Respondents don’t complete the survey – Unless full completion is essential to the data you’re gathering, there’s no reason to throw out data from partially completed surveys. If you have a high rate of abandonment, it may be another red flag that there are issues with survey design. Perhaps it was too long, or the questions were irrelevant. Regardless, this shouldn’t lessen the impact of the feedback they DID give you because they went out of their way to make sure they answered particular questions.
You’ve met your desired sample size – While it’s true that you only need to reach a certain sample size to guarantee your data is statistically significant, there’s no need to implement an immediate cutoff as soon as that number is reached. The more customers you hear from, the better. Obtaining a larger samples size also helps increase the confidence level of your results and reduce the margin of error.
Additional Reasons You May Want to Clean Survey Data
Here are several other considerations for deciding on whether to eliminate or clean up your survey data. In most cases, we recommend you follow up with customers for more clarification:
- You believe someone accidentally selected “extremely dissatisfied” instead of “extremely satisfied” (for example) by mistake.
- You believe a respondent answered a question in a way that wasn’t expected or maybe took it too literal. This is commonly seen in NPS surveys when a respondent follows up the response with, “I don’t know anyone to recommend you to.” While we don’t generally advocate eliminating that response, it’s important to understand any other considerations that may have led to the respondent scoring the way they did.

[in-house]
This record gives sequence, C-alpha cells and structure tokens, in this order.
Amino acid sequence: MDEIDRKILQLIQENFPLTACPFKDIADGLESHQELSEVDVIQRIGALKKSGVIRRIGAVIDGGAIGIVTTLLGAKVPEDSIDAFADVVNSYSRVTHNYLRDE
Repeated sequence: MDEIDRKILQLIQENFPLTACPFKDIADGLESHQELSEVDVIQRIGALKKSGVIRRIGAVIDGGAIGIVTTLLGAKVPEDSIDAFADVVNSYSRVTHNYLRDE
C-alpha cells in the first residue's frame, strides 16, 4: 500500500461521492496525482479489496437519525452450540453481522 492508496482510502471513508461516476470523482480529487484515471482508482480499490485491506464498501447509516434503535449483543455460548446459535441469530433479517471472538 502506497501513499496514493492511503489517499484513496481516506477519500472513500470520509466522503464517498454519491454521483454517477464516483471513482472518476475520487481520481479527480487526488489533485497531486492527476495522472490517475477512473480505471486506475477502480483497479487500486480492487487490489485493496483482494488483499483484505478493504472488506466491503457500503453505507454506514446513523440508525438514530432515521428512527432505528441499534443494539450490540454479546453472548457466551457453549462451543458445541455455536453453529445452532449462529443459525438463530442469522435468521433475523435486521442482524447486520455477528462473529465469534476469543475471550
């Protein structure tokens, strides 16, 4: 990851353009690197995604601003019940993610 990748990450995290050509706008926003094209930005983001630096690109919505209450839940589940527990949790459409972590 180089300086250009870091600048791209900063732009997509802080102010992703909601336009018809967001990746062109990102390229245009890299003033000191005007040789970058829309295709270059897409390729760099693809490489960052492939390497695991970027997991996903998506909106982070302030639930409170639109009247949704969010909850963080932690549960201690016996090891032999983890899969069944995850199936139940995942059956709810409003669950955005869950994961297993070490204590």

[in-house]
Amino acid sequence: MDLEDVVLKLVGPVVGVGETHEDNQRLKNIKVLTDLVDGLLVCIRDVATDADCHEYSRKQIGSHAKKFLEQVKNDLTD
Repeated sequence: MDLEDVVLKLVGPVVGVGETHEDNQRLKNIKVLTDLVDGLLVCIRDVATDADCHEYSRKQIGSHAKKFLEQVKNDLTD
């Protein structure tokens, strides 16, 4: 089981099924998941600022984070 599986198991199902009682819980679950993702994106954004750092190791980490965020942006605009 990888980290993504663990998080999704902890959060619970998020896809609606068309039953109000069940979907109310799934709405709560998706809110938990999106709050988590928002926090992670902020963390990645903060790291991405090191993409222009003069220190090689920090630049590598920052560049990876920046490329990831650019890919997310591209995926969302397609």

- You believe responses are suspicious. Internet service providers often have the technology to automatically determine whether emails are spam. Unfortunately, a couple of them use software that may select a response to your first survey question, registering a selection without human involvement.
In some of the cases above, ‘bad’ responses should be considered for removal under the right circumstances.
Should Your Company Engage in Survey Data Cleansing?
At Satrix Solutions, we sometimes find it necessary to clean survey data on behalf of our clients. This is especially true with smaller data sets where a couple of “bad” responses might impact results in a meaningful way. After all, our clients are making business decisions based on customer feedback so it’s important to ensure accuracy. Which brings me to our next point.
Having people internally who are too close to the survey outcome and making decisions on which responses to remove is risky. That’s why it’s strongly recommended that you work with a third-party expert to oversee your customer satisfaction survey endeavor.
Finally, it’s important to remember that your end goal isn’t about a score; it’s about cultivating a culture around customer-centricity. It’s a valuable opportunity for you to gain a deeper understanding of your customers’ perceptions and experiences in working with your company, and finding ways to fine-tune your systems, processes, products and services to better serve your customers. Plus, it’s a chance to show customers that not only are you listening to what they have to say, you also care about their input and actively put it to use.